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Rugby | Springboks

Series is set up perfectly



It was the perfect way for the South African international season to start, for the Rassie Erasmus and Siya Kolisi eras to start, and losing coach Eddie Jones was pretty emphatic too - the Emirates Airlines Park thriller has set up the series perfectly.

It feels like a long time since a rugby test match in South Africa has sparked as much enthusiasm as the Springboks’ 42-39 win over England did at the weekend. While there were notable weaknesses, particularly defensively, and at halftime it felt like we’d watched the first day of a cricket test where both teams had been bowled out for 150, there was also plenty to enthuse about.

The prospect of both teams getting better and turning around the areas where they made mistakes makes it feel like Saturday’s second game in Bloemfontein can’t come soon enough. Bok coach Erasmus says the win has given his team, and skipper Kolisi, space to develop. Had they lost in Johannesburg the pressure would have been intense and unrelenting this week and the Boks would be on the back foot.

“Had we lost this game I know a lot of people would have been saying that we made a mistake to go to Washington (to play Wales in an exhibition test),” said Erasmus.

Deep down Erasmus probably does agree with those of us who reckon it was a mistake to travel halfway across the world a few days before such an important test match. At the post-match press conference at Emirates Airlines Park, he kept on referring to the impact that game had, particularly on what should otherwise have been an explosive bench.

MAKING AN IMPACT AND FADING

Erasmus reckoned the players who came on made an impact initially and then faded. It was probably why the Boks never put England away when they should have. When they were up going into the last quarter, and the likes of Akker van der Merwe, Pieter-Steph du Toit, Steven Kitshoff and Thomas du Toit had been added to the mix, the smart money might have been on the Boks hitting the 50 mark and winning by around 15 to 20 points.

That they didn’t was partially down to what Jones pointed out afterwards, that it was a momentum game where teams took it in turns to get hold of the ball and keep it.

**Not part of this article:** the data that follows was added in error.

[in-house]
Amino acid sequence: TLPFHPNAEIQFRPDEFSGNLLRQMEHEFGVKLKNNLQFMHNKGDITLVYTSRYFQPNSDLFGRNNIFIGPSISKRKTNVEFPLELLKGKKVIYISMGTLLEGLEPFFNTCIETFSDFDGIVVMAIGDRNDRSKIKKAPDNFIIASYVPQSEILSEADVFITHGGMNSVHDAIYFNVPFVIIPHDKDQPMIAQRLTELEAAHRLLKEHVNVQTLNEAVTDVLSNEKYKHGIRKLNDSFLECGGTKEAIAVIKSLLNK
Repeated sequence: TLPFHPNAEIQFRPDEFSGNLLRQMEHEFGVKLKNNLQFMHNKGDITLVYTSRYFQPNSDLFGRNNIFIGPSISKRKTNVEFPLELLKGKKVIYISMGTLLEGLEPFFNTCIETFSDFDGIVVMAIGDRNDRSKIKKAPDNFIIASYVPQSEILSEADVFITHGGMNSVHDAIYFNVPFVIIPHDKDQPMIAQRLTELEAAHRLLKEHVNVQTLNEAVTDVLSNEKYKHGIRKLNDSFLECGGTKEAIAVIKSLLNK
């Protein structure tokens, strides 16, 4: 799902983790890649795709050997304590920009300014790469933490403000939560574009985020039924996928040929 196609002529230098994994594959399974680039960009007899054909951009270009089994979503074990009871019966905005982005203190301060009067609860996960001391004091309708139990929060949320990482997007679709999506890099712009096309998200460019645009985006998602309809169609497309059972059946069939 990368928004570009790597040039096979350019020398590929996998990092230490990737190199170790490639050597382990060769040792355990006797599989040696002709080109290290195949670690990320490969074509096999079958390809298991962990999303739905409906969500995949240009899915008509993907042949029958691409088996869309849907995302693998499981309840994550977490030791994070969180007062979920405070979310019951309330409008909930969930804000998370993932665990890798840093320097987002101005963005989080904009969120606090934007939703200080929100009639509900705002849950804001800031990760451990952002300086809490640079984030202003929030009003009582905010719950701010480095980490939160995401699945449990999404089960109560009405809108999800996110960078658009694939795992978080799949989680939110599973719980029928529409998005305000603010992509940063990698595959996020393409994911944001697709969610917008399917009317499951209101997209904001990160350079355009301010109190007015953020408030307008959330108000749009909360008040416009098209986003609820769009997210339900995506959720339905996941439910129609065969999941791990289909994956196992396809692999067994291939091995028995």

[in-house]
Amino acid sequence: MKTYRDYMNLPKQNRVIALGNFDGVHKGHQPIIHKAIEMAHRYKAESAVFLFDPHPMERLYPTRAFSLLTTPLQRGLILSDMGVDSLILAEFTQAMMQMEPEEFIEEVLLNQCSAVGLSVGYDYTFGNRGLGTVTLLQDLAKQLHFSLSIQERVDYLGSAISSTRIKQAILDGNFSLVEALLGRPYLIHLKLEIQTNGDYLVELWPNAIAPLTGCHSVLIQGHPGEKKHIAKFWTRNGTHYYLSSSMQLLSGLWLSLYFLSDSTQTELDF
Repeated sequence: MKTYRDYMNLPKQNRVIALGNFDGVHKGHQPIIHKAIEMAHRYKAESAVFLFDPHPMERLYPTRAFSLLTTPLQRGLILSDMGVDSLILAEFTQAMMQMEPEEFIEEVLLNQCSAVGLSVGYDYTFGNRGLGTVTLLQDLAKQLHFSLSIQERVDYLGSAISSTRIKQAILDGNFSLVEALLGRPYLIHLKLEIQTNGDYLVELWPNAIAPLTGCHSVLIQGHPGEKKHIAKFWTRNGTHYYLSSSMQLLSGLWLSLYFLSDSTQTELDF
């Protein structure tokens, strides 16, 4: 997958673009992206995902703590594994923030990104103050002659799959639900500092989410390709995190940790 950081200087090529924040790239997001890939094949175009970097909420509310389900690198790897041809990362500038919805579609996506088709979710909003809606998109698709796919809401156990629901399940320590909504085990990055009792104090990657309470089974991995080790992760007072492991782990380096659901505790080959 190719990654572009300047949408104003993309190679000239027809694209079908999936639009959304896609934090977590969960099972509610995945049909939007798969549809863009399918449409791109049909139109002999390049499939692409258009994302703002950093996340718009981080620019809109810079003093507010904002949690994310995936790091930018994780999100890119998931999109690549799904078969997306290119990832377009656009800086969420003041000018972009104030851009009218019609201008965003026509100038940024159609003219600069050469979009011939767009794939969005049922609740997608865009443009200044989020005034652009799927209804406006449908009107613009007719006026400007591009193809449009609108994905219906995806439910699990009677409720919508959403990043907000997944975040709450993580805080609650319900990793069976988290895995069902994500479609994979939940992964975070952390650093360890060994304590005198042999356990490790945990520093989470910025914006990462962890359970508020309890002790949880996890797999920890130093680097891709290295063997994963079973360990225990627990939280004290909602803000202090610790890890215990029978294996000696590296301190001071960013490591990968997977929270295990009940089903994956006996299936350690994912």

“We started off the game dominating the possession and scoring points, then in the middle parts of the game they did that, but by the end we were getting our hands on the ball again and we were threatening again,” said Jones.

That is true, but on another day, a day where they hadn’t just come off a flight to the USA, the Bok bench would have made too much of an impact to allow England back into the game.

“Both teams failed to take opportunities to put the other away,” said Erasmus. “England should have put us away after that opening 20 minutes, and we should have put them away later and not allowed them back in. You could see at the end that the guys who had been to Washington were tired and it was something that I was worried about.”

NO JETLAG OR ELLIS PARK FACTOR

There won’t be the jetlag factor in Bloemfontein, but then there won’t be the Ellis Park factor helping the Boks either. Would the Boks have been able to use their get out of jail free card at another venue? When Jones was asked the question he said it was a very good one and appeared to intimate that he thought not. He’s probably right too.

He’s also probably right that the freaky comeback that the Boks executed in Johannesburg is not something that can be repeated and was a once-off. But then it is also unlikely the Boks will make the same tactical defence mistakes that they made in the first quarter that contributed to England’s big lead.

There were some pretty freaky occurrences in those early minutes too, and with so much else that happened during the game, one aspect that largely got overlooked in the post-match analysis but was nonetheless significant was Elliot Daly’s monster 60 metre penalty kick. That kick stunned the Boks in the same way that Frans Steyn stunned the All Blacks with a similar kick in a Tri-Nations decider in Hamilton in 2009 and it contributed to putting them on the back foot early in the game.

The quality of the England attacking game was excellent in the first quarter and again later in the contest when they started getting their hands back on the ball again and started getting some momentum back. The Bok camp should be concerned about how easy it appeared for them to threaten and score and defence will doubtless be one of the areas that they sweat over in the coming days in Bloemfontein.

DID ENGLAND PLAY THE RIGHT GAME?

At the same time, England will be in Durban considering whether they played the right game after taking their big lead. They took the Boks by surprise by running it, and Erasmus admitted afterwards he’d got it wrong. But Jones also thought his players had perhaps been seduced by the type of game it was. Had they kicked more and made more of an attempt to slow the game down in the last three quarters of play, they might well have won comfortably.

But Jones claimed he wasn’t too disappointed about the fact they didn’t kick on and win. At least not in a sense that would leave his men feeling low on confidence ahead of Bloemfontein.

“Individual errors cost us and we gave the Boks a get out of jail card with our indiscipline but what you saw in this match was the way I want the team to play and I think there is a lot of confidence we can take from this game,” said the former Wallabies mentor.

Ditto the Boks. So roll on Saturday and Bloemfontein, it could be quite a contest.



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